The most important factor in being a successful performer is how you behave on the job. Simply put: sit down, shut up, and do your job. You never know what type of environment you are stepping into and your job is to fit in without stepping on anyone’s toes and to be a positive light that people want to have back in their group. Being someone people want to work with could potentially have more of an impact than how you play. Of course, play your best and be 100% prepared for the first rehearsal. Always have a pencil for yourself and have some extras in case anyone needs one. Create some sort of system for yourself to mark the sections of your music where you need to put more work in. I suggest using bright colored tabs you can place at the end of lines. Write on your music as much as you need;think of it idiot proofing.
Finally, be thankful! Follow up with whoever reached out to you and offered you work and just let them know you appreciate it. Again, meet as many people on the job that you can. First impressions do in fact mean a lot so put a smile on your face and do not be afraid to introduce yourself to the people that matter, ie section leaders, personnel managers, and conductors.


Take a second and make a list of the things you can do and be as comprehensive as possible. Can you teach multiple instruments? Can you tutor music theory? Could you teach basic piano skills? How are your marching band skills? List anything and everything in order to make yourself as marketable as possible. You also need to decide what your availability is. Are you available during school hours? Just after school? Weekends? How late are you willing to teach? Be as open as you can be but also make sure there will not be a chance of you double booking yourself and make sure you create some time each week where you can relax and disconnect from your work.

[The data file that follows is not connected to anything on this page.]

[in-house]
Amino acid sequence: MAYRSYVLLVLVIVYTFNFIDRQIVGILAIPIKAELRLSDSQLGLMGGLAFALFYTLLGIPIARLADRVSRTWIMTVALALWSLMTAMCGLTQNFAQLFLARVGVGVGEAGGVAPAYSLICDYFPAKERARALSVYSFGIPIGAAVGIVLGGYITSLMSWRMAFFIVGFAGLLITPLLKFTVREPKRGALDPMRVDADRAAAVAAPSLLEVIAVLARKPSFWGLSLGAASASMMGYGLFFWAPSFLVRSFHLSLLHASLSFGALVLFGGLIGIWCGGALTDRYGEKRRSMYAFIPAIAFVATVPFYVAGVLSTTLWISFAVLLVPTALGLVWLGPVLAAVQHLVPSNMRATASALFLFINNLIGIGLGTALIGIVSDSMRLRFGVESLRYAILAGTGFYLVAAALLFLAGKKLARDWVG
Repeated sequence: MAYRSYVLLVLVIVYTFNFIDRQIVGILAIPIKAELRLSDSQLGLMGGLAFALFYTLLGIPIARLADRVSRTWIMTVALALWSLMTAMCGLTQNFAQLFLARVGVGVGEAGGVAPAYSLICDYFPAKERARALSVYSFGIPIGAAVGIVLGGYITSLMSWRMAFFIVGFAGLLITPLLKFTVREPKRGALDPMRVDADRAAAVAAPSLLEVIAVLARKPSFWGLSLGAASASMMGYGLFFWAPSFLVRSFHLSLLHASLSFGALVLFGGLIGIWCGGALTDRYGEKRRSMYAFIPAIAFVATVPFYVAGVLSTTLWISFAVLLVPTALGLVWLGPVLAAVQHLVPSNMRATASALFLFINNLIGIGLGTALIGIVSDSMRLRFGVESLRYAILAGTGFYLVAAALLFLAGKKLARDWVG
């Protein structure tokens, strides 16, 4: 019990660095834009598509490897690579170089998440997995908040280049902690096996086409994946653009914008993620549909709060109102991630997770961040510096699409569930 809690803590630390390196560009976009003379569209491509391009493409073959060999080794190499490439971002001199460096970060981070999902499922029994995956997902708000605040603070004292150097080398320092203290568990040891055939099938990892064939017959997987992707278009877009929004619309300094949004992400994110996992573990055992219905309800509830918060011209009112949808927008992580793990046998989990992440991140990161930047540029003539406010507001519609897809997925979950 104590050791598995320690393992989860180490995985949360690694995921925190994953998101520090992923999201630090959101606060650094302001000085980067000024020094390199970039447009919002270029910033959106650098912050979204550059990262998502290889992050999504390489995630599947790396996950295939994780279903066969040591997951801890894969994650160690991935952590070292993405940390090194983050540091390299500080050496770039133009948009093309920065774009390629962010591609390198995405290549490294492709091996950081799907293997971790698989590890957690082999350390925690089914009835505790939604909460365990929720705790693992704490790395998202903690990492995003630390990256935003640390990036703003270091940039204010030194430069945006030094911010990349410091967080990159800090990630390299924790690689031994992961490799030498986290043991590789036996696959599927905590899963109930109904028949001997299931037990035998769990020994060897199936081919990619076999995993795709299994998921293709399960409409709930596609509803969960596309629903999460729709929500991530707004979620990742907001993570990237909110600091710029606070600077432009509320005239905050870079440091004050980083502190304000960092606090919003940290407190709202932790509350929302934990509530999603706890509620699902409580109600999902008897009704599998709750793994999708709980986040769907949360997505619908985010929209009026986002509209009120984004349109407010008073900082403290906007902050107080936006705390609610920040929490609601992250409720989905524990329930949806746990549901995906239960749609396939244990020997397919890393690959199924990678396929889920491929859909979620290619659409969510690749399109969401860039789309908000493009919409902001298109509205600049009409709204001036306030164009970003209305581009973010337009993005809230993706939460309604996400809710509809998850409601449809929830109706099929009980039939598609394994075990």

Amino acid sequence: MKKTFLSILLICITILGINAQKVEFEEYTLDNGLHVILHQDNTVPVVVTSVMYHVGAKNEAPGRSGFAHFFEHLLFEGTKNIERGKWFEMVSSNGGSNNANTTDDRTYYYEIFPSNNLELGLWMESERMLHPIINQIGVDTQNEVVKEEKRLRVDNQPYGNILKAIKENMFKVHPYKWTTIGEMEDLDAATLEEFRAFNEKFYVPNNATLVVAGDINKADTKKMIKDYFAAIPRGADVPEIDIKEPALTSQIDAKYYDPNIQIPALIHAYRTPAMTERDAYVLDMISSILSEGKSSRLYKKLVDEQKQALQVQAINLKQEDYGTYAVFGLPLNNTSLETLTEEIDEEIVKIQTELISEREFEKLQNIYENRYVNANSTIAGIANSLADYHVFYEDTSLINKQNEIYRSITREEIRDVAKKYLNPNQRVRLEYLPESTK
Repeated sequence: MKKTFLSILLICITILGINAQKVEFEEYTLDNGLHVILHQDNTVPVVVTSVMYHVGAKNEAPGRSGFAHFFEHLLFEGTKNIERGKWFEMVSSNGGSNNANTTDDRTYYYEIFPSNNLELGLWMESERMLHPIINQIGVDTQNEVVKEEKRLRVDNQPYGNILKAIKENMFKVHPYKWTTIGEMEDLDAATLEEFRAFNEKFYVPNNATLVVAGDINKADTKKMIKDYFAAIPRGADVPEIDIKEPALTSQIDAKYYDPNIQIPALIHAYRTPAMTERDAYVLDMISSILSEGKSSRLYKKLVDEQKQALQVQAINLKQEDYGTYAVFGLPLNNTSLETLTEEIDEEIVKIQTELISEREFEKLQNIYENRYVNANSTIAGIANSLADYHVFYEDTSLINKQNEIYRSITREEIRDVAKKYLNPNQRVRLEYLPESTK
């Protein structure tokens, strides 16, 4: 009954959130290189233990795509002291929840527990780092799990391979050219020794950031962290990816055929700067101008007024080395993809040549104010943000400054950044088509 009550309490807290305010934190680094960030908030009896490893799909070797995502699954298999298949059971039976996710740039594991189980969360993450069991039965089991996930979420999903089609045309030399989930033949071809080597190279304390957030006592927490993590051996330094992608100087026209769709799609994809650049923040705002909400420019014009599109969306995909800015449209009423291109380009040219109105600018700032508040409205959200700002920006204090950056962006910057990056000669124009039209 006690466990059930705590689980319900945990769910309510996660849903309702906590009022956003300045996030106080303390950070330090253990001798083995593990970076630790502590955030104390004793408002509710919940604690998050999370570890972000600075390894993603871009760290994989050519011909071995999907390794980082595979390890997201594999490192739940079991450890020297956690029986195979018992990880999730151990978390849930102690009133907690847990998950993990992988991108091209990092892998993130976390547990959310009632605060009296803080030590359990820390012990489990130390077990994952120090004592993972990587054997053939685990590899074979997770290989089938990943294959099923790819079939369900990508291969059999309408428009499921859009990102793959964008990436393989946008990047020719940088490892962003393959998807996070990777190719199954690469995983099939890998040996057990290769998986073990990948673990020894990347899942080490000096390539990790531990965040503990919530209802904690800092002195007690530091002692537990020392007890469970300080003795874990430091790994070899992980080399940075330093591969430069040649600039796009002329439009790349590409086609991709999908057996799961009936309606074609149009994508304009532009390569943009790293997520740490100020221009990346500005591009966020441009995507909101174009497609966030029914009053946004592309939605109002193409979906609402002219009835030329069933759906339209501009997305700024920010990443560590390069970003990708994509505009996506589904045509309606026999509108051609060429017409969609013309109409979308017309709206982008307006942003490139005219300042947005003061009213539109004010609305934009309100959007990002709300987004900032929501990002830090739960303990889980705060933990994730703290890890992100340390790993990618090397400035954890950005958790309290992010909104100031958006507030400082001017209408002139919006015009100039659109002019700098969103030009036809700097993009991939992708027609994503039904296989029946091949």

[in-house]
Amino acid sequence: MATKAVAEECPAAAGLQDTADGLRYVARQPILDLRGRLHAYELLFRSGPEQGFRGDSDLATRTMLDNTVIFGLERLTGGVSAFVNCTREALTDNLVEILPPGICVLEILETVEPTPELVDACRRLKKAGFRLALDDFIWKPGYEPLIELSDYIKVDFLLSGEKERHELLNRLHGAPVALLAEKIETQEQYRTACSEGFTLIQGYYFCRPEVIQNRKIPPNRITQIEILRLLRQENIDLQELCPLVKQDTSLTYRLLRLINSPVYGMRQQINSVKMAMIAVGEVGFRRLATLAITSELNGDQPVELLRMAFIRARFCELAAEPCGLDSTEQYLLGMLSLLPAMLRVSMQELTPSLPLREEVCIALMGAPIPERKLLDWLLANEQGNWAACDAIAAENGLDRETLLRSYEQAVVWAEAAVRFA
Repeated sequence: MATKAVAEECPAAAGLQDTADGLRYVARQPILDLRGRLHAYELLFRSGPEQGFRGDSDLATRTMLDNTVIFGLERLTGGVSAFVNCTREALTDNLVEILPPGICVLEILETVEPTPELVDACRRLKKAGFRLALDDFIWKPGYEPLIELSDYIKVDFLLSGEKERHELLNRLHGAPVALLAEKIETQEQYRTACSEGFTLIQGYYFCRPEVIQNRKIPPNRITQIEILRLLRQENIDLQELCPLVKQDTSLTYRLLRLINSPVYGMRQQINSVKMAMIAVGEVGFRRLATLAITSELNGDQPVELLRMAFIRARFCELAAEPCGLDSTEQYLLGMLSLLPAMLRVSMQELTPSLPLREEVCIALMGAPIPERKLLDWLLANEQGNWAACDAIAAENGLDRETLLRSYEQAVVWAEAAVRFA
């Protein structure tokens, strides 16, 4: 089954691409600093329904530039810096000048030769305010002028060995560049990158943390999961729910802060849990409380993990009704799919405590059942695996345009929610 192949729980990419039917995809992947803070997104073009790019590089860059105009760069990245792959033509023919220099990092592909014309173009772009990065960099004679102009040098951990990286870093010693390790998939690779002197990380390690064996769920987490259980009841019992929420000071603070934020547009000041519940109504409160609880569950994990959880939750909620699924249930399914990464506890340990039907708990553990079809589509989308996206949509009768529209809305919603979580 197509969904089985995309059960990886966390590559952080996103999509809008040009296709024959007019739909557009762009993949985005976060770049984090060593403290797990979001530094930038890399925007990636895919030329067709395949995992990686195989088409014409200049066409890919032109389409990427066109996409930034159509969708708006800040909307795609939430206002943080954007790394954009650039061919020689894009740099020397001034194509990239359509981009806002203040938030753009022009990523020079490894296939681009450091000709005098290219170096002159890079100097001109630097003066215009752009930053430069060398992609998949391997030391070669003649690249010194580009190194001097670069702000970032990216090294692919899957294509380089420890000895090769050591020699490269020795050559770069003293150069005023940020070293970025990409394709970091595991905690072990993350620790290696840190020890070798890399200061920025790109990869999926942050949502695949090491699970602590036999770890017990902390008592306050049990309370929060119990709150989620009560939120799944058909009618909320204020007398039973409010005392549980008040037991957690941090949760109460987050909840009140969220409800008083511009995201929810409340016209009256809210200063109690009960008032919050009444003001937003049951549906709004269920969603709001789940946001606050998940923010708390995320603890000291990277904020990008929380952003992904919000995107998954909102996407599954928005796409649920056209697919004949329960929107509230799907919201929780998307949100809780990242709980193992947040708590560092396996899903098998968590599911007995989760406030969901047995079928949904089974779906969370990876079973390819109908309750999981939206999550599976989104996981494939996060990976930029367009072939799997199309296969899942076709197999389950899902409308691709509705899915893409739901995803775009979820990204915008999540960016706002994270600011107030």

Lastly, you need to make sure you have locations locked down. Some school districts will not allow you to step on their property in order to “make a profit”, meaning you can not teach lessons on school property. Some students may be open to you coming into their home, others would prefer you to find a different location like a music store or perhaps a church. Teaching in your own home could be another option, but you just want to make sure everyone in the environment is comfortable with the situation. Whatever the case may be, just make sure you have a plan to present to your students. Then you will need to decide who you are wanting to teach and how you are going to get their attention. You also need to decide your radius you are willing to reach out to for students. These are personal preferences, but remember that the more open you are, the more likely you will be to get work.
Once these decisions have been made, it is time to reach out. For me, I compiled a spreadsheet of names and email addresses of every band director within the area I was willing to teach. I composed a brief email that outlined my experiences and what I was willing to teach. I listed my prices and offered to come in and give a free masterclass to their students. Your main goal is to get in the door so that everyone can meet you. Getting students, teachers, and even parents excited about taking lessons is not always easy, but meeting you in person and seeing what you have to offer can be a huge help.